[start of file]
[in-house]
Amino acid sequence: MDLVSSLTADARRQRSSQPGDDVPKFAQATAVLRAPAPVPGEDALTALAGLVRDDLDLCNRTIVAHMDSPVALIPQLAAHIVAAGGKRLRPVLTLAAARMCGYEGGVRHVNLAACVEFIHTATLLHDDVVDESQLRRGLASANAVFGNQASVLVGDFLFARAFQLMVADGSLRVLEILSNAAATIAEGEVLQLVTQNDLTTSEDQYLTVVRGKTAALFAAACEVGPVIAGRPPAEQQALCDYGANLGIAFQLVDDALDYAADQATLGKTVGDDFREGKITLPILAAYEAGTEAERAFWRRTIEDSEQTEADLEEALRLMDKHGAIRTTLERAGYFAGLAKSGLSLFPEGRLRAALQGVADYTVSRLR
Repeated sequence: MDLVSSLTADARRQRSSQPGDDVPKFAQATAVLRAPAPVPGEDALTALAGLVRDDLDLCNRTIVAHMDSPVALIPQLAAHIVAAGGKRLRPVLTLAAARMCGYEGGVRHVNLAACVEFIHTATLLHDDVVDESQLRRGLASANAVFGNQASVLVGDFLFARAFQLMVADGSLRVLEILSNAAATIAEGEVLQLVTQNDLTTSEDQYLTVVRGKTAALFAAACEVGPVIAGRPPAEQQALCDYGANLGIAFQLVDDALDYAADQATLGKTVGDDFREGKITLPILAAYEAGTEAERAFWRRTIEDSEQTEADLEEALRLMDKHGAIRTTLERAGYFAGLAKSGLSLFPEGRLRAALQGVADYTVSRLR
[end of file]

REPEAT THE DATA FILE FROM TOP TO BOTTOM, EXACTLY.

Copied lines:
[in-house]
Amino acid sequence: MDLVSSLTADARRQRSSQPGDDVPKFAQATAVLRAPAPVPGEDALTALAGLVRDDLDLCNRTIVAHMDSPVALIPQLAAHIVAAGGKRLRPVLTLAAARMCGYEGGVRHVNLAACVEFIHTATLLHDDVVDESQLRRGLASANAVFGNQASVLVGDFLFARAFQLMVADGSLRVLEILSNAAATIAEGEVLQLVTQNDLTTSEDQYLTVVRGKTAALFAAACEVGPVIAGRPPAEQQALCDYGANLGIAFQLVDDALDYAADQATLGKTVGDDFREGKITLPILAAYEAGTEAERAFWRRTIEDSEQTEADLEEALRLMDKHGAIRTTLERAGYFAGLAKSGLSLFPEGRLRAALQGVADYTVSRLR
Repeated sequence: MDLVSSLTADARRQRSSQPGDDVPKFAQATAVLRAPAPVPGEDALTALAGLVRDDLDLCNRTIVAHMDSPVALIPQLAAHIVAAGGKRLRPVLTLAAARMCGYEGGVRHVNLAACVEFIHTATLLHDDVVDESQLRRGLASANAVFGNQASVLVGDFLFARAFQLMVADGSLRVLEILSNAAATIAEGEVLQLVTQNDLTTSEDQYLTVVRGKTAALFAAACEVGPVIAGRPPAEQQALCDYGANLGIAFQLVDDALDYAADQATLGKTVGDDFREGKITLPILAAYEAGTEAERAFWRRTIEDSEQTEADLEEALRLMDKHGAIRTTLERAGYFAGLAKSGLSLFPEGRLRAALQGVADYTVSRLR